At least that’s how Sonnen has chosen to frame the latest McGregor controversy, which revolves around the Irish superstar removing himself from the USADA testing pool during his recovery from a broken leg that he suffered in a fight with Dustin Poirier at UFC 264 in July 2021. McGregor’s maneuvering caused UFC light heavyweight contender and analyst Anthony Smith to question why McGregor would be allowed to opt in and out of testing of his own volition and social media posts showing off McGregor’s bulked-up physique have also led to fan discourse concerning the possible use of banned substances.
To Sonnen, it’s all part of the McGregor show as usual.
“Conor’s clean,” Sonnen said on The MMA Hour. “He’s been trolling, he’s been having fun with people. Come on. A guy doesn’t go out and do a crime and then document the crime. Conor put the pictures out. He’s having fun with people. He’s clean.”
In response to Smith’s accusations, McGregor lashed out on social media, calling Smith “embarrassment of a man” in a since-deleted tweet. Smith later replied on the Believe You Me podcast that McGregor’s outburst was proof that perhaps he was on to something when he questioned McGregor’s behavior.
Sonnen feels that McGregor has been playing his cards right and that however he managed to extricate himself from the testing pool, it was likely for convenience and not necessarily for nefarious purposes.
“I believe that Conor has chosen his words very carefully,” Sonnen said. “I believe that he’s creating conversation. I know that every word that he said is to insinuate that he’s avoiding the pool for scandalous reasons. Just to give you an example, Conor spoke five days ago and said, ‘I’ll be ready to enter the pool in February.’ What do you mean you’ll be ready? He knew what he was doing. He wanted that put out there.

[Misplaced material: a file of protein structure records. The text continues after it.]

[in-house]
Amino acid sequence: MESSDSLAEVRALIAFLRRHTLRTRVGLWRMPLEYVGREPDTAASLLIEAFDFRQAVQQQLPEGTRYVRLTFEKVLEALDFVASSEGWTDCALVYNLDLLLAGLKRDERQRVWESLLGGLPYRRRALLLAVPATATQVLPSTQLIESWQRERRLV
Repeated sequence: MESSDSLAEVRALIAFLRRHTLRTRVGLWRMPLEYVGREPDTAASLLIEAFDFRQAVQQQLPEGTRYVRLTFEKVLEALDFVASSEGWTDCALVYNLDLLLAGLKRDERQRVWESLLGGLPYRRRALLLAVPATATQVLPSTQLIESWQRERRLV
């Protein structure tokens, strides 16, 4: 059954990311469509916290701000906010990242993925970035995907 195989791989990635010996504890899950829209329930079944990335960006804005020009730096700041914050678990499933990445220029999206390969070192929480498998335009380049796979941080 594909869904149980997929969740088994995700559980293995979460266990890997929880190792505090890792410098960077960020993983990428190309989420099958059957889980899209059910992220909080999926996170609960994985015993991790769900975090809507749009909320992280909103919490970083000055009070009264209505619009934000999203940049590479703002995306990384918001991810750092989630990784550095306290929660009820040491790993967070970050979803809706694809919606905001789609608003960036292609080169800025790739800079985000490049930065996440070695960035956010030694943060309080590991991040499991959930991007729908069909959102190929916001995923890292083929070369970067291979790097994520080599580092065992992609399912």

“I will tell you, I believe that Conor left the pool. He’s never been clear on this. I believe he left because of logistical reasons. The whereabouts clause in violation of having to let someone know where you are 24/7/365, right, if you’re not where you said you’re going to be, it’s a mark and if you get three marks in a calendar year it’s an instant fail and that fail comes with a minimum punishment of two years [note: the USADA website actually says “up to two years for a first violation,” not a minimum]. I just bring for you that if he was off doing Road House and medication and he knew he wasn’t going to fight anyway and he just didn’t want to keep up on the organizational side of it, I think that he made the right decision. I think Conor is having fun with people, making them think that he’s on some form of anabolics.”
It’s unclear when McGregor plans to return to the USADA testing pool, but UFC President Dana White said at the UFC 280 post-fight press conference this past October that the former two-division champion will require a minimum of six months of testing before he is able to fight again.
What results will be uncovered are unclear given McGregor’s murky testing situation, but Sonnen is of the opinion that whatever the former two-division UFC champion has to do to repair his body, it’s fair game.
“There are things that are against the rules that would flag you for USADA that are 100 percent medically appropriate and sometimes even urgent and I don’t think any athlete, including Conor McGregor, should have to balance advice of a doctor about his health against a sports agency and they don’t really have room for that,” Sonnen said.
“I don’t think USADA has a lot of flaws, in fact I put them in the category of very reasonable people, but they don’t have anything for that. So if Conor wanted to remove himself to remove subjectivity to any kind of—He did the right thing.”